[Chugalug] Programmatically generating LaTeX

Sean Brewer seabre986 at gmail.com
Sat Aug 24 06:01:16 UTC 2013

This is kinda off-topic, but do you guys use any kind of build system with
your LaTeX?

I use a Rake file with tasks to build and clean the generated files. I also
use Guard to watch the file I'm working on, which automatically builds the
TeX file using the rake tasks for me as I save. If I have a PDF viewer open
to the PDF while I save, it'll update, which is cool.

I think there's an editor in MacTeX that will do a side-by-side preview
with your code and the output, but not "watch" it. Is there an editor that
does what I'm doing?

On Thu, Aug 22, 2013 at 6:41 PM, Robert A. Kelly III <
bluethegrappler at gmail.com> wrote:

> When programmatically generating LaTeX from other sources, how do you
> deal with some of the unique features of LaTeX, such as distinguishing
> inter-word and inter-sentence spacing, and hyphen-minus versus en dash
> and em dash?
> E.G.- LaTeX typically uses a larger space between sentences than between
> words, so we indicate when a period does not indicate the end of a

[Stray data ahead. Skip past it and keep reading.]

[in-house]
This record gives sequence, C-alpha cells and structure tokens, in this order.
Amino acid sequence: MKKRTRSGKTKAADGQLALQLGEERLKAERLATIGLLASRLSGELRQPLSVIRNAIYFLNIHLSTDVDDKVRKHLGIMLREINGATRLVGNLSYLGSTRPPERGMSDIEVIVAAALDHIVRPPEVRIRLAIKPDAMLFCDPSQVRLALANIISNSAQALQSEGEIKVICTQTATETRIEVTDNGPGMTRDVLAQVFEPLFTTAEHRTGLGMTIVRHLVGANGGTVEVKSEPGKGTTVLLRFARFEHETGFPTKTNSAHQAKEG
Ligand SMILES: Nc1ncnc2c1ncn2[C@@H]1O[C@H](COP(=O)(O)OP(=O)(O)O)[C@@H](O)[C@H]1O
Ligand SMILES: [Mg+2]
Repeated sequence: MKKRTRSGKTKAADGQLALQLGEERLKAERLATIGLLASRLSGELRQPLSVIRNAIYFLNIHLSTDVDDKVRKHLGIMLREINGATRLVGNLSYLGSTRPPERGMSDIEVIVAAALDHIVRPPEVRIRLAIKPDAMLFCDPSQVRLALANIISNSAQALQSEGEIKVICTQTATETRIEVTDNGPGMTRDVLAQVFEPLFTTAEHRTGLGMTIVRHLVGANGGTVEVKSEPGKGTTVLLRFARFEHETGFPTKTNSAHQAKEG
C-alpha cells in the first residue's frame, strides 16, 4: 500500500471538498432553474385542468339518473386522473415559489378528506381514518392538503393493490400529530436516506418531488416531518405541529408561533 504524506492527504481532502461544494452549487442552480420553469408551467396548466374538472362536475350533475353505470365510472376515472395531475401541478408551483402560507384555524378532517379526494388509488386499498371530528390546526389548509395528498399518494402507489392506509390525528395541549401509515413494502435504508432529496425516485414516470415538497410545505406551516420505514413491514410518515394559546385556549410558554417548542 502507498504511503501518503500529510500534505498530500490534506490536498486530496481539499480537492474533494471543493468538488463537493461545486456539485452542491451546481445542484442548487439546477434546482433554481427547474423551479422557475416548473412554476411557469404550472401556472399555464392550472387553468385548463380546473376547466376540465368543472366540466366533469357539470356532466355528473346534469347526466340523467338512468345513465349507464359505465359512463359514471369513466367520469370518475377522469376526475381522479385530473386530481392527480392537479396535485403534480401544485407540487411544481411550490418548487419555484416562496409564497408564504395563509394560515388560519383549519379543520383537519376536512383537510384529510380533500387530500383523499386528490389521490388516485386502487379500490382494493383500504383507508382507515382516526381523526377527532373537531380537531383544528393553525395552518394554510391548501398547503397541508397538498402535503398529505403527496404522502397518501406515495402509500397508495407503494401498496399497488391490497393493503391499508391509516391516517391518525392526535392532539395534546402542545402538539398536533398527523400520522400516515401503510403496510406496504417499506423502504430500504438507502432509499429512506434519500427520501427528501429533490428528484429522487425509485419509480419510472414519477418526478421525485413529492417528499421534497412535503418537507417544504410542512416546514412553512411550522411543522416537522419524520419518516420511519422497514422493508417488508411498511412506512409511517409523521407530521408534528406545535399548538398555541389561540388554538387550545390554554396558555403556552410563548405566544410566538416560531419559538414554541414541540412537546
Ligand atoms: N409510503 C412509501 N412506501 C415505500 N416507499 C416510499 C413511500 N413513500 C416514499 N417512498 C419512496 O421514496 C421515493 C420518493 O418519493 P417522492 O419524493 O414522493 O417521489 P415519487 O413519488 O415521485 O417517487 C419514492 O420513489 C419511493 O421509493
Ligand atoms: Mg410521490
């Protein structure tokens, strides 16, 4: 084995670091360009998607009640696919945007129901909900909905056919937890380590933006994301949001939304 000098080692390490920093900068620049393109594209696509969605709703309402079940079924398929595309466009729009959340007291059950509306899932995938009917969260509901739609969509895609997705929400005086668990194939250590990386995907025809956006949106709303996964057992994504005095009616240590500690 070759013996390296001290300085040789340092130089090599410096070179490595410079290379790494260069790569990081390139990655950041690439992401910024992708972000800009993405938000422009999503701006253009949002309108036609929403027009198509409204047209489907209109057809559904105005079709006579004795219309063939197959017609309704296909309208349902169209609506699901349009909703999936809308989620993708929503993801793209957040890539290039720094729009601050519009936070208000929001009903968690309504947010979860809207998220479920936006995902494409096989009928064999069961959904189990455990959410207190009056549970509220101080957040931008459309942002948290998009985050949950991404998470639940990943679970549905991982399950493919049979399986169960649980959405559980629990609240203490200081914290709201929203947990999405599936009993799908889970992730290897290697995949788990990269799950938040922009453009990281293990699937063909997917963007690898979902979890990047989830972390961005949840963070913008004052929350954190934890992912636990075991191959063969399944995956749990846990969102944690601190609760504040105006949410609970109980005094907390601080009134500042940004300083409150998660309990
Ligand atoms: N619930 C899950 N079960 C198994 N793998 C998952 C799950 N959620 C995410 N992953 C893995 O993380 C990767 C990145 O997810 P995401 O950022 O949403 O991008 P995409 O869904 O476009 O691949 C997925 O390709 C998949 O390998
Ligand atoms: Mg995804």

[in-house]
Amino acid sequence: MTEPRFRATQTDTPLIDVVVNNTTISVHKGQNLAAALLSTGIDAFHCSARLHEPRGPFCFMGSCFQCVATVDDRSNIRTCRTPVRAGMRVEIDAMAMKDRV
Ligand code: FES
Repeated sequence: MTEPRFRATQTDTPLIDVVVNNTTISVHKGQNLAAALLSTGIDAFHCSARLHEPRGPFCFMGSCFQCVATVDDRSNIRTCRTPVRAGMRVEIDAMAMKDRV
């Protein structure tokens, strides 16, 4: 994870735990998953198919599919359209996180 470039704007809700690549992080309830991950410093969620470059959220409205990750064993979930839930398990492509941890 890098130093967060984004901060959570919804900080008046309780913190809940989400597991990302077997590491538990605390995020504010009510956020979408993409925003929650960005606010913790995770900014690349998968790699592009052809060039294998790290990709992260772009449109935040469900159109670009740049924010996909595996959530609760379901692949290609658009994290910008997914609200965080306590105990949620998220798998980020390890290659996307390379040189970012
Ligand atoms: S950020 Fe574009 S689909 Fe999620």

> sentence by writing,
> "Fruits, vegetables, etc.\ are on sale today." and since initials are
> assumed not to end a sentence we write,
> "He was staying in apartment B\@." when it does. Similarly, in writing
> plain text it is common to use a hyphen-minus for a variety of things
> that actually have different representations in good formal typography.
> Ranges of numbers, for instance, are properly written with an en dash,
> so in LaTeX we write, "1982--2013" rather than, "1982-2013".
> Some of these things seem like they would not be easy to determine
> programmatically what is the appropriate representation (which is
> probably why LaTeX requires explicit indications for some of these
> things while it does other things, such as typographical ligatures,
> automatically). For instance, just because a hyphen-minus comes between
> two numbers does not mean it should be an en dash. Telephone numbers are
> commonly separated by a hyphen, never an en dash. Of course, depending
> on context, a number like 457-1024 could be a phone number, or a range
> of numbers, etc.
> It seems to me that many of these things could be solved by using
> unicode with proper characters for various dashes, accented characters,
> etc in whatever source we are processing and then using XeTeX. However,
> this still wouldn't solve some things, like the difference in spacing
> between words and sentences.
> What are the usual or recommended ways of handling this? I'm sure it is
> something that has been addressed before as I have heard many times of
> LaTeX being generated programmatically to generate PDF reports, by Emacs
> calendar and org-mode, etc.
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